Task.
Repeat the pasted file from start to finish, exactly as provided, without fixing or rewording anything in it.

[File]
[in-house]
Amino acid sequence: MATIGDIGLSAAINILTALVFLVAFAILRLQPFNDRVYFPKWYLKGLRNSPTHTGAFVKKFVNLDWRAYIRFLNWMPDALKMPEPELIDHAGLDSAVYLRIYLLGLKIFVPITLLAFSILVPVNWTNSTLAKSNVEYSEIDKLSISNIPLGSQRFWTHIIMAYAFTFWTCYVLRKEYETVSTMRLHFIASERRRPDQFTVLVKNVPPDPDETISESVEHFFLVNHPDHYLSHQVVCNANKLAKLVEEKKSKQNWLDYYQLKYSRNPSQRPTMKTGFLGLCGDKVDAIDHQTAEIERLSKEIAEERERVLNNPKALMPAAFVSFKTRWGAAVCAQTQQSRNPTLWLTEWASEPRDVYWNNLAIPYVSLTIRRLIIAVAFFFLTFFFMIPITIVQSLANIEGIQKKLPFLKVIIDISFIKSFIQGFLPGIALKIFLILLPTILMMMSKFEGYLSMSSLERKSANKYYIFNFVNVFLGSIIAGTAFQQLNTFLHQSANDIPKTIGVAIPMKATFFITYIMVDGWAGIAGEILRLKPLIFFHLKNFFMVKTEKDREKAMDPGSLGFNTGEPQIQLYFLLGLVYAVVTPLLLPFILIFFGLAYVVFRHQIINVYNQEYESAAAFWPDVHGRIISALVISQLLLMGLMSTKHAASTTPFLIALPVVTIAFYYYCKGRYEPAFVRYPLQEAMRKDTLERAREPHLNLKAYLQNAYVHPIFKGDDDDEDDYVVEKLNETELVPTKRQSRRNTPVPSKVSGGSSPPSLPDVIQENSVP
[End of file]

[in-house]
Amino acid sequence: MATIGDIGLSAAINILTALVFLVAFAILRLQPFNDRVYFPKWYLKGLRNSPTHTGAFVKKFVNLDWRAYIRFLNWMPDALKMPEPELIDHAGLDSAVYLRIYLLGLKIFVPITLLAFSILVPVNWTNSTLAKSNVEYSEIDKLSISNIPLGSQRFWTHIIMAYAFTFWTCYVLRKEYETVSTMRLHFIASERRRPDQFTVLVKNVPPDPDETISESVEHFFLVNHPDHYLSHQVVCNANKLAKLVEEKKSKQNWLDYYQLKYSRNPSQRPTMKTGFLGLCGDKVDAIDHQTAEIERLSKEIAEERERVLNNPKALMPAAFVSFKTRWGAAVCAQTQQSRNPTLWLTEWASEPRDVYWNNLAIPYVSLTIRRLIIAVAFFFLTFFFMIPITIVQSLANIEGIQKKLPFLKVIIDISFIKSFIQGFLPGIALKIFLILLPTILMMMSKFEGYLSMSSLERKSANKYYIFNFVNVFLGSIIAGTAFQQLNTFLHQSANDIPKTIGVAIPMKATFFITYIMVDGWAGIAGEILRLKPLIFFHLKNFFMVKTEKDREKAMDPGSLGFNTGEPQIQLYFLLGLVYAVVTPLLLPFILIFFGLAYVVFRHQIINVYNQEYESAAAFWPDVHGRIISALVISQLLLMGLMSTKHAASTTPFLIALPVVTIAFYYYCKGRYEPAFVRYPLQEAMRKDTLERAREPHLNLKAYLQNAYVHPIFKGDDDDEDDYVVEKLNETELVPTKRQSRRNTPVPSKVSGGSSPPSLPDVIQENSVP